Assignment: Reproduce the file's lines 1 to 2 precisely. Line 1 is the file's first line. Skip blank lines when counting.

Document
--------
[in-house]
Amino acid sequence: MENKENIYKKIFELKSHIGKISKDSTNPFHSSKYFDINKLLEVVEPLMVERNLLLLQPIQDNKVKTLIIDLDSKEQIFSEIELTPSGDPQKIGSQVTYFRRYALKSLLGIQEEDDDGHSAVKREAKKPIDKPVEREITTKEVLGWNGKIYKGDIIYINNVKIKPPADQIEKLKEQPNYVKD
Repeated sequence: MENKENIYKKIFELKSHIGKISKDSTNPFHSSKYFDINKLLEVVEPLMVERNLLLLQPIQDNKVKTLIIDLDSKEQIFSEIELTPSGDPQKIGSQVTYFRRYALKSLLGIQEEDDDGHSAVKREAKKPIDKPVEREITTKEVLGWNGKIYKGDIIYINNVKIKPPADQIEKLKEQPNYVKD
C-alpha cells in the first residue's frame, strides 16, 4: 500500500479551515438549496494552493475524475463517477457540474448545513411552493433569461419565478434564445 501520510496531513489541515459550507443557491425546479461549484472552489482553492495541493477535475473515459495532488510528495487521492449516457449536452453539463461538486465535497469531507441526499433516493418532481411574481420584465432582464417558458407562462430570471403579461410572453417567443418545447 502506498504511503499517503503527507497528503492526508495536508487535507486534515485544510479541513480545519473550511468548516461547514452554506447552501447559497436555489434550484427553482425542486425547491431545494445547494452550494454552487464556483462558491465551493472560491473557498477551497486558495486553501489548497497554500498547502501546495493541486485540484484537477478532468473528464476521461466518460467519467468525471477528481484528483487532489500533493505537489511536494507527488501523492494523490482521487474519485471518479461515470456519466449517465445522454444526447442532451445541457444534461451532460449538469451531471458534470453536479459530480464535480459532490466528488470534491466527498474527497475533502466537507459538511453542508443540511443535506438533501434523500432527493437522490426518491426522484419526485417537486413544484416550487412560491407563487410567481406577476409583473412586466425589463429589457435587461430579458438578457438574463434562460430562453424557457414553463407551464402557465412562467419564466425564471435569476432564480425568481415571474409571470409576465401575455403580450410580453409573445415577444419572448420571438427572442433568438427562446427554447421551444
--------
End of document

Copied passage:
[in-house]
Amino acid sequence: MENKENIYKKIFELKSHIGKISKDSTNPFHSSKYFDINKLLEVVEPLMVERNLLLLQPIQDNKVKTLIIDLDSKEQIFSEIELTPSGDPQKIGSQVTYFRRYALKSLLGIQEEDDDGHSAVKREAKKPIDKPVEREITTKEVLGWNGKIYKGDIIYINNVKIKPPADQIEKLKEQPNYVKD